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    • "One mechanism through which laboratory monitoring may improve outcomes appears to be to mitigate some of the negative consequences of poor adherence by identifying poor adherers earlier and enabling interventions. Several past and recent studies suggest that several effective interventions that improve ART adherence exist [28-30]. However the effects are small and also transient - there is no simple strategy for intervention [31]. "
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    BMC Infectious Diseases 08/2013; 13(1):395. DOI:10.1186/1471-2334-13-395 · 2.61 Impact Factor
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    • "In contrast, we found that patients attending sites with peer educator programs had higher odds of non-adherence and of having a detectable viral load. While some studies suggest that peer support is associated with better adherence, particularly if it includes implementation of directly observed therapy [42], [43], a recent large cluster randomised study from Uganda found no impact of peer educators on adherence and viral suppression up to 96 weeks [44]. As the cross-sectional nature of our study precludes us from ruling out reverse causality, such that sites which experienced poor adherence and treatment response preferentially implemented peer educator programs, further studies are needed to understand the role of peer educator programs in this setting. "
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    ABSTRACT: Generalizable data are needed on the magnitude and determinants of adherence and virological suppression among patients on antiretroviral therapy (ART) in Africa. We conducted a cross-sectional survey with chart abstraction, patient interviews and site assessments in a nationally representative sample of adults on ART for 6, 12 and 18 months at 20 sites in Rwanda. Adherence was assessed using 3- and 30-day patient recall. A systematically selected sub-sample had viral load (VL) measurements. Multivariable logistic regression examined predictors of non-perfect (<100%) 30-day adherence and detectable VL (>40 copies/ml). Overall, 1,417 adults were interviewed and 837 had VL measures. Ninety-four percent and 78% reported perfect adherence for the last 3 and 30 days, respectively. Eighty-three percent had undetectable VL. In adjusted models, characteristics independently associated with higher odds of non-perfect 30-day adherence were: being on ART for 18 months (vs. 6 months); younger age; reporting severe (vs. no or few) side effects in the prior 30 days; having no documentation of CD4 cell count at ART initiation (vs. having a CD4 cell count of <200 cells/µL); alcohol use; and attending sites which initiated ART services in 2003-2004 and 2005 (vs. 2006-2007); sites with ≥600 (vs. <600 patients) on ART; or sites with peer educators. Participation in an association for people living with HIV/AIDS; and receiving care at sites which regularly conduct home-visits were independently associated with lower odds of non-adherence. Higher odds of having a detectable VL were observed among patients at sites with peer educators. Being female; participating in an association for PLWHA; and using a reminder tool were independently associated with lower odds of having detectable VL. High levels of adherence and viral suppression were observed in the Rwandan national ART program, and associated with potentially modifiable factors.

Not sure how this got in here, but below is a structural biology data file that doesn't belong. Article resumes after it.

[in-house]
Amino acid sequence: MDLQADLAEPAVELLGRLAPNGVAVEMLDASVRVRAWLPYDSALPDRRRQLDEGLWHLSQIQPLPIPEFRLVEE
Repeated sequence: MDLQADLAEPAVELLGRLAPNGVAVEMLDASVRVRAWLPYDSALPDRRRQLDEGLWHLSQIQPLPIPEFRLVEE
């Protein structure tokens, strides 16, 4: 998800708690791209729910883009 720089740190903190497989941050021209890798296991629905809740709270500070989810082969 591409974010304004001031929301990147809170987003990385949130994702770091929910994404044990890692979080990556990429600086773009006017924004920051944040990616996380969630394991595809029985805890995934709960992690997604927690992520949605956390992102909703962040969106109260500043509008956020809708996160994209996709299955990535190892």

PLoS ONE 01/2013; 8(1):e53586. DOI:10.1371/journal.pone.0053586 · 3.23 Impact Factor